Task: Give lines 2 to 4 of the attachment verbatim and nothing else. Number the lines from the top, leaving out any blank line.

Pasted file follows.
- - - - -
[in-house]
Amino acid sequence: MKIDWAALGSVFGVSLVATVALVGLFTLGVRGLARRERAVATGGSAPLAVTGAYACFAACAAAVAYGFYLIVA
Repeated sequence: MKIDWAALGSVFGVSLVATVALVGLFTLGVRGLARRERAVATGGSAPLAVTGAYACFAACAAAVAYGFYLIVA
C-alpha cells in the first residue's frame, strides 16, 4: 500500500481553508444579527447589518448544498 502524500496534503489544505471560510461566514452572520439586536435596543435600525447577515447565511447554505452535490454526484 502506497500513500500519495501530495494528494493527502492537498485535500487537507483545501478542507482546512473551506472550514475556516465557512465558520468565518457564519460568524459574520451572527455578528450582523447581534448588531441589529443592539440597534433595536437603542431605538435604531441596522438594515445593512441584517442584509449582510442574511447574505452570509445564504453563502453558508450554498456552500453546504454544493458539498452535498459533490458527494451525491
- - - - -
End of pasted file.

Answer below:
Amino acid sequence: MKIDWAALGSVFGVSLVATVALVGLFTLGVRGLARRERAVATGGSAPLAVTGAYACFAACAAAVAYGFYLIVA
Repeated sequence: MKIDWAALGSVFGVSLVATVALVGLFTLGVRGLARRERAVATGGSAPLAVTGAYACFAACAAAVAYGFYLIVA
C-alpha cells in the first residue's frame, strides 16, 4: 500500500481553508444579527447589518448544498 502524500496534503489544505471560510461566514452572520439586536435596543435600525447577515447565511447554505452535490454526484 502506497500513500500519495501530495494528494493527502492537498485535500487537507483545501478542507482546512473551506472550514475556516465557512465558520468565518457564519460568524459574520451572527455578528450582523447581534448588531441589529443592539440597534433595536437603542431605538435604531441596522438594515445593512441584517442584509449582510442574511447574505452570509445564504453563502453558508450554498456552500453546504454544493458539498452535498459533490458527494451525491